l grew out of a difference of opinion between these two distinguished Lincolnites as to the policy of the Federals evacuating Nashville at present.
Buell contended that it was a "military necessity," and, flanked as he was, east and west, with Gen. Bragg's army to the north of him, and the Confederates also holding Chattanooga and Murfreesboro' to the south, it was impossible for him to hold Nashville and subsist his army.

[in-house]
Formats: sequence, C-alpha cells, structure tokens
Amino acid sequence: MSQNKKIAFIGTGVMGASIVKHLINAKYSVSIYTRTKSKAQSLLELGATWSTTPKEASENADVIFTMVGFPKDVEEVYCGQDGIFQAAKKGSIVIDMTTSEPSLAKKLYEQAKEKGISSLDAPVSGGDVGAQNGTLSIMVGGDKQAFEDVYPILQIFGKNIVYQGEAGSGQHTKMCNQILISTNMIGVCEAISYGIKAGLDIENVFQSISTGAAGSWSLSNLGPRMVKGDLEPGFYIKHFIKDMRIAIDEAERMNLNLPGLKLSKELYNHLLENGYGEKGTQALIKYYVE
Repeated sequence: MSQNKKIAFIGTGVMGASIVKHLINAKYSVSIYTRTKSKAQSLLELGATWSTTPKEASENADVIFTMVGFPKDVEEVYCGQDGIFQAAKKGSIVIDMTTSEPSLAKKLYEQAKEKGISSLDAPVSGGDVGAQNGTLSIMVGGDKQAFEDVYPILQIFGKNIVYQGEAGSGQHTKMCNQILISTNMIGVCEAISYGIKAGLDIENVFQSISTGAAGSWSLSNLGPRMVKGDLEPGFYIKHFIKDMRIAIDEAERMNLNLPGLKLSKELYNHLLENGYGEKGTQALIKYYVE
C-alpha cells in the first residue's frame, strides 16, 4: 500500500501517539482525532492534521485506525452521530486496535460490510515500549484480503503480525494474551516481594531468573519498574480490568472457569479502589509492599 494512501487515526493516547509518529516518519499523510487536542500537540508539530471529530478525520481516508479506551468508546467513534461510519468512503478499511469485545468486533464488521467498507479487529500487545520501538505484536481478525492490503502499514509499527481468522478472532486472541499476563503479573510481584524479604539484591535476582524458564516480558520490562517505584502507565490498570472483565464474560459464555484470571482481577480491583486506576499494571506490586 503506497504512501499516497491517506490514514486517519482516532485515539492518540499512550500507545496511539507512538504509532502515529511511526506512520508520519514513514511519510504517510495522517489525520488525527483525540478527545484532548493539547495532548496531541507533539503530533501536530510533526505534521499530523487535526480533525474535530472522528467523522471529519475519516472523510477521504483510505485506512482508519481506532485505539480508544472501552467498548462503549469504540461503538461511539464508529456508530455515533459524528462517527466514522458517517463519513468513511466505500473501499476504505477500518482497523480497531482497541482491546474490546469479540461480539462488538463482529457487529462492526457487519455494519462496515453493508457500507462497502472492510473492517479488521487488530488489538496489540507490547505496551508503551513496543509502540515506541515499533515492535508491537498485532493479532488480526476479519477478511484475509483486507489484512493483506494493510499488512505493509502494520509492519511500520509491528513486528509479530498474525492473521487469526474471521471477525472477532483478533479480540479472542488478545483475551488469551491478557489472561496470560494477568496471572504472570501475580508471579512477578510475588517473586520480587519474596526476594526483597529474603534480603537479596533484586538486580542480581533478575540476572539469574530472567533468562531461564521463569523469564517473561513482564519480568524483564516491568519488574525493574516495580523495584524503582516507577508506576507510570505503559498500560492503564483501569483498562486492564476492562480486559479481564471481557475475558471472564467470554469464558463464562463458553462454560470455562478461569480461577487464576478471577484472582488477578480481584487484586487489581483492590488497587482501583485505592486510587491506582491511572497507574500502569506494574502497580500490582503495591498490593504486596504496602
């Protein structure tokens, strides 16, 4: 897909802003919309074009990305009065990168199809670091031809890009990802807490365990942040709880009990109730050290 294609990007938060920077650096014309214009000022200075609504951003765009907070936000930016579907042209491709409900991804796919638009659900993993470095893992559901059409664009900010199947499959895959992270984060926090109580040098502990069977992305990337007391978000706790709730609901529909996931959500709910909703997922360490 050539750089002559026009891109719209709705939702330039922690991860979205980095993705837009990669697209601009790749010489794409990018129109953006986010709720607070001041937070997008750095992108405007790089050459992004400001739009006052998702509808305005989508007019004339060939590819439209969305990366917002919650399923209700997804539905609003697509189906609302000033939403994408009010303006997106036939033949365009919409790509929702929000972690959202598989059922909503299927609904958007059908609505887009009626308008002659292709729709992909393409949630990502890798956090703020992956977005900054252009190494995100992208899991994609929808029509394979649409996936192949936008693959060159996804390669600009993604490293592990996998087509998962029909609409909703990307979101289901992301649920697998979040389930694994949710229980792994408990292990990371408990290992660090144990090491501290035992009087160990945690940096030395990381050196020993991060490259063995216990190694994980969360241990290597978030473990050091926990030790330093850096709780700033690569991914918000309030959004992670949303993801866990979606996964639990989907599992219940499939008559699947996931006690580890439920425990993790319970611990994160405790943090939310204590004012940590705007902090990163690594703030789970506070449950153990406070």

Johnson replied that, not withstanding the reasons alleged by Buell, th Johnson down, jumping upon him, and giving him a very sound beating.
Johnson's face is said to have been very badly bruised.
At last accounts Johnson had fled the place, and Buell endeavored to follow the Governor's example, but finding that Geo. Bragg was too quick for him, and had placed his powerful army between the Cumberland and Gallatin, retraced his steps and re-entered Nashville.
Here he will probably remain until forced to surrender for lack of supplies.
This intelligence was broug